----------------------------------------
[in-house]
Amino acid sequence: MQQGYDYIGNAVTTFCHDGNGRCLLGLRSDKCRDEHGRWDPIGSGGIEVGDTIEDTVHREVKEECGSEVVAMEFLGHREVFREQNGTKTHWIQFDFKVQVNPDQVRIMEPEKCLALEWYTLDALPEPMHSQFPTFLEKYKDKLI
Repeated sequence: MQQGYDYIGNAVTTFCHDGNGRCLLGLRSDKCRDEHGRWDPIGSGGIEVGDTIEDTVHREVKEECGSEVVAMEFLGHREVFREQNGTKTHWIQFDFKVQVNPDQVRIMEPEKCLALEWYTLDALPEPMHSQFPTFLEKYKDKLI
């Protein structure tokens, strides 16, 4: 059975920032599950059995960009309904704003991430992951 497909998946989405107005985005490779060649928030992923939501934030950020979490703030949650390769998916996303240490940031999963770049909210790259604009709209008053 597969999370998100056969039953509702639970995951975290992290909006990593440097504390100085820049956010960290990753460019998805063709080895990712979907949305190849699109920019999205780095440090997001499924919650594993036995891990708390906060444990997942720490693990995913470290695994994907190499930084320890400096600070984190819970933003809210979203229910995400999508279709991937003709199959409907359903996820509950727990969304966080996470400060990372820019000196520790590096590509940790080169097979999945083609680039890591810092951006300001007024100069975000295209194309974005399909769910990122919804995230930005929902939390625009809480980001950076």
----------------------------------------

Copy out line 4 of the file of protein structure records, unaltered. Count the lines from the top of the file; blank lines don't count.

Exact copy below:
């Protein structure tokens, strides 16, 4: 059975920032599950059995960009309904704003991430992951 497909998946989405107005985005490779060649928030992923939501934030950020979490703030949650390769998916996303240490940031999963770049909210790259604009709209008053 597969999370998100056969039953509702639970995951975290992290909006990593440097504390100085820049956010960290990753460019998805063709080895990712979907949305190849699109920019999205780095440090997001499924919650594993036995891990708390906060444990997942720490693990995913470290695994994907190499930084320890400096600070984190819970933003809210979203229910995400999508279709991937003709199959409907359903996820509950727990969304966080996470400060990372820019000196520790590096590509940790080169097979999945083609680039890591810092951006300001007024100069975000295209194309974005399909769910990122919804995230930005929902939390625009809480980001950076």